"Phillipe" loves "Cecile Bonnard", the daughter of the housekeeper that lives with her mother on the second floor of the main house, and she in turn loves him,

"Phillipe" runs out of his own money and the equipment is not yet ready for use. He again asks "Francois" for help, but he still refuses the young scientist with concerns of what might happen if the experiment is restarted. When his nephew threatens to sell his half of "Delambre Frere", the other gives in. 







"Alan Hinds" is really "Ronald Holmes" an industrial spy working for "Max Barthold", played by Dan Seymour, director Howard Hawks' 1944 "To Have and Have Not", starring Humphrey Bogart and Lauren Bacall, and director John Huston's 1948 "Key Largo", starring Bogart, Bacall, and Edward G. Robinson.

































"Phillipe", "Francois", and "Alan" get the "disintegrator-integrator" system working and they dematerialize a guinea pig in the first chamber, but do not materialize it in the second chamber just then.





While "Phillipe" and 'Franciois" are away, "Robert Holmes" starts putting together the paperwork he plans to steal for "Max Barthold". A British agent that has been tracking down "Holmes" has entered the house unobserved and made his way down to the laboratory, the two fight and the agent is knocked out. Hearing the housekeeper upstairs, "Holmes" places the agent in the first chamber and dematerializes his body as a means of hiding him and replaces the paperwork.

Once he is alone again, "Robert Holmes" rematerializes the British agent, only to find he has the paws of the guinea pig and the guinea pig the agent's hands. It gets out and "Holmes" steps upon it and kills the guinea pig, he next takes the body of the agent upstairs, making sure no one sees him, puts the body in the trunk of the agent's car and drives the car go into the St. Lawrence River.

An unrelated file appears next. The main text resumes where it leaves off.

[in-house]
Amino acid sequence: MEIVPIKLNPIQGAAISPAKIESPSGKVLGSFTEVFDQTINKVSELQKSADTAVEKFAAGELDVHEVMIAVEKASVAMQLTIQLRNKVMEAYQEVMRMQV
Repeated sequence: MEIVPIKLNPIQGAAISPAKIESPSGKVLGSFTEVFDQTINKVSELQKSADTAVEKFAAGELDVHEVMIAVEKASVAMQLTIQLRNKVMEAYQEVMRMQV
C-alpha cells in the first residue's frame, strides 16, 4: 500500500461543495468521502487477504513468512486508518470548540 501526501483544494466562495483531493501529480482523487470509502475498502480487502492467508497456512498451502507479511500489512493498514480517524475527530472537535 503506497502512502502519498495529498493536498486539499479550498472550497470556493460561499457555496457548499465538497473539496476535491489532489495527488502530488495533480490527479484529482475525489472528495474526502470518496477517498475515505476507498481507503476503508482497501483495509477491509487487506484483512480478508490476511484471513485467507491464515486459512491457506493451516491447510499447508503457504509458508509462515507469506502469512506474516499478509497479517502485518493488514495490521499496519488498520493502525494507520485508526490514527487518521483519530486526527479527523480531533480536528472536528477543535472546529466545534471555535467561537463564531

"Inspector Beecham" has been investigating the disappearance of the British agent and has learned that "Alan Hinds/Robert Holmes" is working with "Phillipe" and leaves his office for the estate.

At the "Delambre Estate", "Robert Holmes" is confronted by "Phillippe", who learns the truth about the other and "Max Barthold", "Phillipe" goes for the pistol being held by the man he knew as "Alan Hinds" and a fight takes place.




















"Phillipe" is knocked out and placed into the first chamber, but "Holmes" hears the sound of a fly and knows that "Phillipe Delambre" deathly fears that sound. "Holmes" catches the fly, places it into the chamber and dematerializes it with "Phillipe". "Francois" has entered the basement laboratory and is knocked out by "Holmes" who leaves with the papers for "Max Barthold".

Arriving at the "Delambre Estate", "Inspector Beecham" is met by "Cecile Bonnard" who comes down from her room. The two cannot locate either "Phillipe", or "Francois" in the upstairs area of the home and go to the basement laboratory. There they find the knocked out "Francois" and "Cecile" attends to him, while "Beecham" has found signs that the missing British agent was there at some time.






The recovered "Francois" realizes that the "disintegrator-integrator" was partly used, but whatever was sent through the machine has not been materialized in the second chamber. He finishes the process and actress Danielle De Metz does her best Patricia Owens impersonation.


























As the other three watch in horror, "Phillipe" goes up the staircase and after the two men responsible, "Robert Holmes" and "Max Barthold". "Francois" has "Cecile' and "Inspector Beecham" help him search for the fly and it is located and placed in a jar with air holes.




























"Phillipe" enters the mortuary run as a front by "Max Barthold" and kills him.











Next, he waits for the expected arrival of "Robert Holmes" and kills him too.